Archive for the ‘C C Smith’ Tag

Elysium Hotel, West Pender Street (2)

This is our second look at this surprisingly short-lived hotel building, the New Elsium Hotel built on West Pender Street. The image in our first post wasn’t particularly good (as the photo had faded, or been badly under-exposed) and we now have much more information about the mysterious developer ‘C C Smith’. Robert Moen, of the comprehensively researched WestEndVancouver blog, has worked out who C C Smith probably was – not a Smith at all, but a gentleman called Christopher Cameron McRae.

The September 1909 permit for the $95,000 construction was to C C Smith, and the architect was identified as Sholto Smith, to be built by ‘McNeil & Marsegh’. The building was described as apartment or rooming house. Expectations were for the building to open in April 1910, but before it was completed, Robert Forrest took on the project, and it would seem that C C Smith was no longer involved as a developer. Robert Forrest, a civil engineer who ran the Glenwood Rooms, also on West Pender, purchased the site.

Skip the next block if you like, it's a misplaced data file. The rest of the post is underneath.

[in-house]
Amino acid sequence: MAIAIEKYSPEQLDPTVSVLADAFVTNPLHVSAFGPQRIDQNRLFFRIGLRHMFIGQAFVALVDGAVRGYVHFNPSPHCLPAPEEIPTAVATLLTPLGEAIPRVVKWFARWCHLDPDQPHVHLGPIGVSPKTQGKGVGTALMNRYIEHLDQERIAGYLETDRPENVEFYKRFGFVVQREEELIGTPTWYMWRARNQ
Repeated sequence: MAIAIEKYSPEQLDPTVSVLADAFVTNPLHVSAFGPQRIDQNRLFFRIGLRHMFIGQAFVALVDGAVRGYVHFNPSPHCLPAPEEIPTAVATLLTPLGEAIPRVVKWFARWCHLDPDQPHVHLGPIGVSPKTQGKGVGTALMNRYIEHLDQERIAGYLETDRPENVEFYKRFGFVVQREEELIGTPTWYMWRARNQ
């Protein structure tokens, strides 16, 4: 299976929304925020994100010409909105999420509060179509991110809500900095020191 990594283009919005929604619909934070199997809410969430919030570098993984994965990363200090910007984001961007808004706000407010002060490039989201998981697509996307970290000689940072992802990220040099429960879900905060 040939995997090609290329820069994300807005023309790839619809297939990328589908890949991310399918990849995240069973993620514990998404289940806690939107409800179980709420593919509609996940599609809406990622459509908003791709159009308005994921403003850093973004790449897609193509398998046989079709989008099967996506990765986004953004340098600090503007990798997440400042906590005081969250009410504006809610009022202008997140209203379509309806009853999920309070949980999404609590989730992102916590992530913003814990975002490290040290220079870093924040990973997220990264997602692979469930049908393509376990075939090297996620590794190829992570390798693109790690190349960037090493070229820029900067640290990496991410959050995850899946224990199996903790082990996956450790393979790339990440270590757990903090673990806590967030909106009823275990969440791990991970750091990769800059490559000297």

A court case in 1911 tells a different story to the building permit (and tells us something about the construction of the building). A bricklayer called Sydney Hosgood filed a claim in the BC Supreme Court for over $10,000 for the injuries he received when the scaffolding he was working from collapsed. In November 1909 he was working on the fourth floor, when ‘the walls separated, allowing the fifth floor to fall in on top of him’. He was knocked unconscious and thrown onto a verandah two floors below. In the case C C Smith was described as the contractor, and Joshua Mansergh was the client. (The case was found in favour of Mr. Hosgood, who was awarded $3,500 in damages against Mr. Smith, who declined to pay, and was cited for contempt. We don’t know if he went to jail, or eventually paid up).

There’s considerable confusion about the roles of Smith, and Mansergh. A 1909 Daily World article said “Mr C C Smith is having this magnificent structure erected having great faith in the future development of Vancouver”. One article about the judgement referred to him ‘of North Vancouver’, but that seems inaccurate. Charles C Smith, a real estate broker there, was perhaps being confused for the developer.